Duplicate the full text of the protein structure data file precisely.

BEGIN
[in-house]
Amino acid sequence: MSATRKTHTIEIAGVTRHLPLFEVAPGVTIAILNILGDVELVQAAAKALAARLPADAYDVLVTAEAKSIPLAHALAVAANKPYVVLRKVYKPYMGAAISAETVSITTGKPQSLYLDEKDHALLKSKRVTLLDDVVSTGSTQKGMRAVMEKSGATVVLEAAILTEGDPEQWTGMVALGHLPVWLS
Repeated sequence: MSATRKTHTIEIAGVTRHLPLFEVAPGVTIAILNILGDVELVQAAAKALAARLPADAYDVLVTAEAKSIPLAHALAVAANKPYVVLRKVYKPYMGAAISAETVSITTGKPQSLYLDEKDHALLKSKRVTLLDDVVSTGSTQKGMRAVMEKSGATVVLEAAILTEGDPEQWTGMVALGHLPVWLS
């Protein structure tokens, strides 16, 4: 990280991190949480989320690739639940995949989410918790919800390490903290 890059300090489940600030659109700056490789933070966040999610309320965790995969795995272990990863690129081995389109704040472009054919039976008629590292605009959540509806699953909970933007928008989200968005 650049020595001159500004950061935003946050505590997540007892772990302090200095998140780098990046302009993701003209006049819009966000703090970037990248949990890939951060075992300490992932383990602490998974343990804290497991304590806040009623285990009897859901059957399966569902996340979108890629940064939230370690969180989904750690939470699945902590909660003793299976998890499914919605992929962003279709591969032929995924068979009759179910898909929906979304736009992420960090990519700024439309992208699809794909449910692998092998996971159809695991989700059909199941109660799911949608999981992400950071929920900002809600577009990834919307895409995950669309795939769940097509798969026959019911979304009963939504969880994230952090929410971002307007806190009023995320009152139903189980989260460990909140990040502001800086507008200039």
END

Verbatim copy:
[in-house]
Amino acid sequence: MSATRKTHTIEIAGVTRHLPLFEVAPGVTIAILNILGDVELVQAAAKALAARLPADAYDVLVTAEAKSIPLAHALAVAANKPYVVLRKVYKPYMGAAISAETVSITTGKPQSLYLDEKDHALLKSKRVTLLDDVVSTGSTQKGMRAVMEKSGATVVLEAAILTEGDPEQWTGMVALGHLPVWLS
Repeated sequence: MSATRKTHTIEIAGVTRHLPLFEVAPGVTIAILNILGDVELVQAAAKALAARLPADAYDVLVTAEAKSIPLAHALAVAANKPYVVLRKVYKPYMGAAISAETVSITTGKPQSLYLDEKDHALLKSKRVTLLDDVVSTGSTQKGMRAVMEKSGATVVLEAAILTEGDPEQWTGMVALGHLPVWLS
């Protein structure tokens, strides 16, 4: 990280991190949480989320690739639940995949989410918790919800390490903290 890059300090489940600030659109700056490789933070966040999610309320965790995969795995272990990863690129081995389109704040472009054919039976008629590292605009959540509806699953909970933007928008989200968005 650049020595001159500004950061935003946050505590997540007892772990302090200095998140780098990046302009993701003209006049819009966000703090970037990248949990890939951060075992300490992932383990602490998974343990804290497991304590806040009623285990009897859901059957399966569902996340979108890629940064939230370690969180989904750690939470699945902590909660003793299976998890499914919605992929962003279709591969032929995924068979009759179910898909929906979304736009992420960090990519700024439309992208699809794909449910692998092998996971159809695991989700059909199941109660799911949608999981992400950071929920900002809600577009990834919307895409995950669309795939769940097509798969026959019911979304009963939504969880994230952090929410971002307007806190009023995320009152139903189980989260460990909140990040502001800086507008200039």